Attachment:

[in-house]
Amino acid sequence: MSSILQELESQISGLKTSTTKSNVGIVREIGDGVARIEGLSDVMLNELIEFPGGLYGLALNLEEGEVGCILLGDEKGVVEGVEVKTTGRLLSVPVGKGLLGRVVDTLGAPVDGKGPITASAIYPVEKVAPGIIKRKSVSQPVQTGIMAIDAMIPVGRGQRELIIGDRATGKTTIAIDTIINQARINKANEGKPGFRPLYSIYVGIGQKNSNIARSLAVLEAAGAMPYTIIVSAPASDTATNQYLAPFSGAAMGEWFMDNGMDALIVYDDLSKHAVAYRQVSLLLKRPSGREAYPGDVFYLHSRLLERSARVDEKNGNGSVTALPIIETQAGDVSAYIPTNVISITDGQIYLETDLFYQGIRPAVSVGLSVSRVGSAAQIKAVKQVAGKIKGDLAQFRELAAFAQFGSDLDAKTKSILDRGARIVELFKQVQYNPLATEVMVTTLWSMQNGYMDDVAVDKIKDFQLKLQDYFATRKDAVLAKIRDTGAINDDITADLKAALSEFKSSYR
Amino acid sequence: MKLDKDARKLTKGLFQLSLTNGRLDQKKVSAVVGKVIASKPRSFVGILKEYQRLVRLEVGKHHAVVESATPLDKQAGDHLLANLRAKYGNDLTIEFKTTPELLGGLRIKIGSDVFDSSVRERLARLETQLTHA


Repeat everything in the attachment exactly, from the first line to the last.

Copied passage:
[in-house]
Amino acid sequence: MSSILQELESQISGLKTSTTKSNVGIVREIGDGVARIEGLSDVMLNELIEFPGGLYGLALNLEEGEVGCILLGDEKGVVEGVEVKTTGRLLSVPVGKGLLGRVVDTLGAPVDGKGPITASAIYPVEKVAPGIIKRKSVSQPVQTGIMAIDAMIPVGRGQRELIIGDRATGKTTIAIDTIINQARINKANEGKPGFRPLYSIYVGIGQKNSNIARSLAVLEAAGAMPYTIIVSAPASDTATNQYLAPFSGAAMGEWFMDNGMDALIVYDDLSKHAVAYRQVSLLLKRPSGREAYPGDVFYLHSRLLERSARVDEKNGNGSVTALPIIETQAGDVSAYIPTNVISITDGQIYLETDLFYQGIRPAVSVGLSVSRVGSAAQIKAVKQVAGKIKGDLAQFRELAAFAQFGSDLDAKTKSILDRGARIVELFKQVQYNPLATEVMVTTLWSMQNGYMDDVAVDKIKDFQLKLQDYFATRKDAVLAKIRDTGAINDDITADLKAALSEFKSSYR
Amino acid sequence: MKLDKDARKLTKGLFQLSLTNGRLDQKKVSAVVGKVIASKPRSFVGILKEYQRLVRLEVGKHHAVVESATPLDKQAGDHLLANLRAKYGNDLTIEFKTTPELLGGLRIKIGSDVFDSSVRERLARLETQLTHA